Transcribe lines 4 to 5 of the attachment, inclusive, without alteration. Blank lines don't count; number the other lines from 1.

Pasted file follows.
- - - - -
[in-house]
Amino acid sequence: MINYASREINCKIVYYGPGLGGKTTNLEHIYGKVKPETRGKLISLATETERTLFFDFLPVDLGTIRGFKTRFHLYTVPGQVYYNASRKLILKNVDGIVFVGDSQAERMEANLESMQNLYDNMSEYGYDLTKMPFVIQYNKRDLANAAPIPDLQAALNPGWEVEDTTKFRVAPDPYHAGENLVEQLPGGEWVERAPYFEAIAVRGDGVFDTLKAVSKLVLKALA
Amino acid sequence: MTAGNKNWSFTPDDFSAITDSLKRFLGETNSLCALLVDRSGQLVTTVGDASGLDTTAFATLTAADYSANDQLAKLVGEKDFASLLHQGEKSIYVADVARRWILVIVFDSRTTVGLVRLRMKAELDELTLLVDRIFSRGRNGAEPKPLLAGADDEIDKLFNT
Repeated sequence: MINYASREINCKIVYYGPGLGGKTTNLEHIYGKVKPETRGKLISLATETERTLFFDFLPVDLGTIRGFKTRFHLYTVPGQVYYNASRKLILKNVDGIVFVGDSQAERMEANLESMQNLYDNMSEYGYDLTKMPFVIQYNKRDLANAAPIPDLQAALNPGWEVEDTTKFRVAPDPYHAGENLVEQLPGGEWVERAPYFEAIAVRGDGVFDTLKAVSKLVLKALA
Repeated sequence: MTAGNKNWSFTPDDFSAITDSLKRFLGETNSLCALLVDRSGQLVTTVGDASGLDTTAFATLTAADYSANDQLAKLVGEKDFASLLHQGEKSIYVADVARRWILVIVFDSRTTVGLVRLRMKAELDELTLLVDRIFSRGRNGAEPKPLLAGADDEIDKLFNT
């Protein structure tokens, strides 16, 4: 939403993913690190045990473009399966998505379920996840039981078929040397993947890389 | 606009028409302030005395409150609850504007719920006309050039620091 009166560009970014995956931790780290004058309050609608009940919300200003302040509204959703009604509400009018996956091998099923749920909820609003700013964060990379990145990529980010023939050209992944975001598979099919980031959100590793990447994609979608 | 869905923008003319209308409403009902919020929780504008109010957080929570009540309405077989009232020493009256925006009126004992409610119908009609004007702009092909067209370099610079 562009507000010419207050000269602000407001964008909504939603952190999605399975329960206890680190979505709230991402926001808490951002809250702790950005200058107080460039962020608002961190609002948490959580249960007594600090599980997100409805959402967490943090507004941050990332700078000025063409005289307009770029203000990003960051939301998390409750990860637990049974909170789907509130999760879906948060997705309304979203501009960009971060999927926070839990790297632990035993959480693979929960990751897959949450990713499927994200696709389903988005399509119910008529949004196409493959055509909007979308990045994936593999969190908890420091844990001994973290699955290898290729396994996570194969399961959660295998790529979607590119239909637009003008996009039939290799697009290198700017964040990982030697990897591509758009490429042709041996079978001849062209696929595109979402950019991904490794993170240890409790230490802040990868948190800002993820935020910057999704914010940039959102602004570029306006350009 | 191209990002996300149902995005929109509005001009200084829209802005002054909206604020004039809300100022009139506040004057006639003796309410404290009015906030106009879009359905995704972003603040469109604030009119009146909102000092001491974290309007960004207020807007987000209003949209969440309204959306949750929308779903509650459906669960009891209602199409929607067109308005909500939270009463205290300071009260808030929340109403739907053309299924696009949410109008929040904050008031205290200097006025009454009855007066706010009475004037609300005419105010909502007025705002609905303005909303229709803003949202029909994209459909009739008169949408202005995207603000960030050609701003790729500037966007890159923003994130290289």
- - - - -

Repeated sequence: MINYASREINCKIVYYGPGLGGKTTNLEHIYGKVKPETRGKLISLATETERTLFFDFLPVDLGTIRGFKTRFHLYTVPGQVYYNASRKLILKNVDGIVFVGDSQAERMEANLESMQNLYDNMSEYGYDLTKMPFVIQYNKRDLANAAPIPDLQAALNPGWEVEDTTKFRVAPDPYHAGENLVEQLPGGEWVERAPYFEAIAVRGDGVFDTLKAVSKLVLKALA
Repeated sequence: MTAGNKNWSFTPDDFSAITDSLKRFLGETNSLCALLVDRSGQLVTTVGDASGLDTTAFATLTAADYSANDQLAKLVGEKDFASLLHQGEKSIYVADVARRWILVIVFDSRTTVGLVRLRMKAELDELTLLVDRIFSRGRNGAEPKPLLAGADDEIDKLFNT